Some interesting and useful facts to know about how UV radiation levels differ.
The higher the sun is in the sky, the greater the level of UV radiation. This is why the levels vary throughout the day and the time of the year. The levels tend to be highest when the sun it at its highest, around midday (noon) during the summer months.
UV radiation penetrates through cloud cover so even if it's cloudy, remember to protect your skin.
The closer you are to the equatorial regions, the higher the UV radiation levels.
At higher altitude, the atmosphere is thinner and absorbs less UV radiation. As a barometer, with every 1000 meters increase in altitude, UV radiation levels increase by 10 to 12%.
The ozone layer absorbs some of the UV radiation but it is not the same thickness around the planet. Some areas like Australia and New Zealand are thinner than in other regions, which means that these countries are less protected. Also, ozone levels vary over the year and even throughout the day!
REFLECTION FROM THE GROUND
UV radiation is reflected or scattered depending on the surface. Gresh snow can reflect as much as 80%, dry beach sand about 15% and sea water about 25%.
Image courtesy of: WHO Library, Global Solar UV Index, A practical guide.
Remember these facts when outdoors and protect yourself with the appropriate measures including your SOLBARI sun protective clothing, swimwear and sun hats.
Thanks for reading!
The SOLBARI TEAM
Getting to know your skin is probably the single most important thing you can do to help detect skin cancer symptoms. Check your moles regularly and keep a record of things popping up or growing on your skin.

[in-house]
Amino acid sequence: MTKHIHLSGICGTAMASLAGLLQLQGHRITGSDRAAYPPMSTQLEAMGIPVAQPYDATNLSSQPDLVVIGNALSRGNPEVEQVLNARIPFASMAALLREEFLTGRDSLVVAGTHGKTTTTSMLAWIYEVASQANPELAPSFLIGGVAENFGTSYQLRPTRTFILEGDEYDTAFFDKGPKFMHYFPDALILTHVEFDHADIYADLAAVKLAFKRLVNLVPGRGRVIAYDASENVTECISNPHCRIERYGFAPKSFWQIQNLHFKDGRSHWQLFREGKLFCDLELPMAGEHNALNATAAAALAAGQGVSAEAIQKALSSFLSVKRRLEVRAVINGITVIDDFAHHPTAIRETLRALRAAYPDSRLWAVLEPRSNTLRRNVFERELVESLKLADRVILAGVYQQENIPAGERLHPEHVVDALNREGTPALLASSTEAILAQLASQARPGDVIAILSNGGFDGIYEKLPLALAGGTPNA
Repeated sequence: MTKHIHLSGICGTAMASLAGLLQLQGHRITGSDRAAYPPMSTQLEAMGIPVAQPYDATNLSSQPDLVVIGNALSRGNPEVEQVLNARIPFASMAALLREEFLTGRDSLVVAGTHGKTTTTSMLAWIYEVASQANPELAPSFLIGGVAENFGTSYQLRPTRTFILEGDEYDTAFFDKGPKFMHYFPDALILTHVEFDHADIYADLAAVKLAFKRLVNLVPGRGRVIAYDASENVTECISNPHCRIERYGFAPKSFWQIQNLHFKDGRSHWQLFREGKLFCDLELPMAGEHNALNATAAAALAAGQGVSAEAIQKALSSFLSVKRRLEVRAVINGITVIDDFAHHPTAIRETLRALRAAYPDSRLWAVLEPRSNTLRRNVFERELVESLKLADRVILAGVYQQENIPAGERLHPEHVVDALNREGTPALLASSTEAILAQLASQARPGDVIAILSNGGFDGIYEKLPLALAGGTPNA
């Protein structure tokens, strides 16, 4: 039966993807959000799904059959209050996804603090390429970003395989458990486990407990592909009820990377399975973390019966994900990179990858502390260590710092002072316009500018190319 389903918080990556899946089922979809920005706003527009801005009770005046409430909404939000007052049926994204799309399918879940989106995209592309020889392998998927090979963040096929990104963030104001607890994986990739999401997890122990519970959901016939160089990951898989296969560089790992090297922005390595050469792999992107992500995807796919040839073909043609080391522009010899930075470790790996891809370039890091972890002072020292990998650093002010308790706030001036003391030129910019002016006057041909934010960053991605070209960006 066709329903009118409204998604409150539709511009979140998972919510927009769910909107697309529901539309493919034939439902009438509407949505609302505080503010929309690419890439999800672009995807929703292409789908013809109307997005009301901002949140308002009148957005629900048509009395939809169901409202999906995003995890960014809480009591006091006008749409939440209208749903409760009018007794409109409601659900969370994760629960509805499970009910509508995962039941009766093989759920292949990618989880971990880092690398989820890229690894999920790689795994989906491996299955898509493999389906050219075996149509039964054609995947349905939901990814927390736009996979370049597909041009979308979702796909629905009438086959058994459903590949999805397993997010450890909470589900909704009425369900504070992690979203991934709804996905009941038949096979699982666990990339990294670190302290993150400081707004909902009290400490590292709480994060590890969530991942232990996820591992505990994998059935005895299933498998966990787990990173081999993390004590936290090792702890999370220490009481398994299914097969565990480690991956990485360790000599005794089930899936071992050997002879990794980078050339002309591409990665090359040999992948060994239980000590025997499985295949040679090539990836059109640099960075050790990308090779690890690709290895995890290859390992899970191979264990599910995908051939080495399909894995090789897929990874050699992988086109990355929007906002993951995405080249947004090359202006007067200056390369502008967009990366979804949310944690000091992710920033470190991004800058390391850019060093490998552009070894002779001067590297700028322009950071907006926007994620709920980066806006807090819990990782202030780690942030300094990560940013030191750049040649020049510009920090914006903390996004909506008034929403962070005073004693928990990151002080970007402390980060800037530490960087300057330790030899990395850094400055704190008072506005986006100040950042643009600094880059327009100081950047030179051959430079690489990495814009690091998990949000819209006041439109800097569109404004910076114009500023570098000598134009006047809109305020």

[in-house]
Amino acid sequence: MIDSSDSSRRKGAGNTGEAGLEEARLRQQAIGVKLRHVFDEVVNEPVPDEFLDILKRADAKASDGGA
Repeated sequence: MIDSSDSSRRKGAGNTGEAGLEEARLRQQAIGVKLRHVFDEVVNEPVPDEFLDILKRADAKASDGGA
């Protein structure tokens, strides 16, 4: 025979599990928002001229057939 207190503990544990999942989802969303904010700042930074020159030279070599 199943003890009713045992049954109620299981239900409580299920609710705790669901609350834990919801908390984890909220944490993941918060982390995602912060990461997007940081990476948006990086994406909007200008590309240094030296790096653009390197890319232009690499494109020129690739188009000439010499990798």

If you notice any signs consistent with the list highlighted below that concern you or persist for two weeks, visit your doctor. There's a good chance that it's nothing - but why put it off? Early detection saves lives.
Modern sun protective clothing is produced from fabrics which are rated for their level of ultraviolet (UV) protection. This gives the fabrics their ultraviolet protection factor (UPF) rating.
A UPF is the rating used for Fabrics, whereas a SPF is the rating used for Sunscreen.
A rating of UPF50+ is the highest rating achievable on the market and blocks more than 98% of UV rays. All Solbari products are tested and rated UPF50+ in Australia.
Regular clothing such as a white cotton t-shirt or hat may only have a UPF of 5, equivalent to wearing SPF5 sunscreen.
Myth number 1: Sunscreen is all I need
The use of sunscreen is just one of a number of skin protection measures you should use every day. According to dermatologists, it should not be your primary form of protection and not your only one.
- Wear UPF50+ sun protective clothing that block UVA and UVB rays
- Wear a broad brim sun hat with a UPF50+ rating.
- Wear sunscreen with a SPF of 50+ on areas not covered by your UPF50+ clothing. Apply it 20 minutes before going out, and reapply every 2 hours....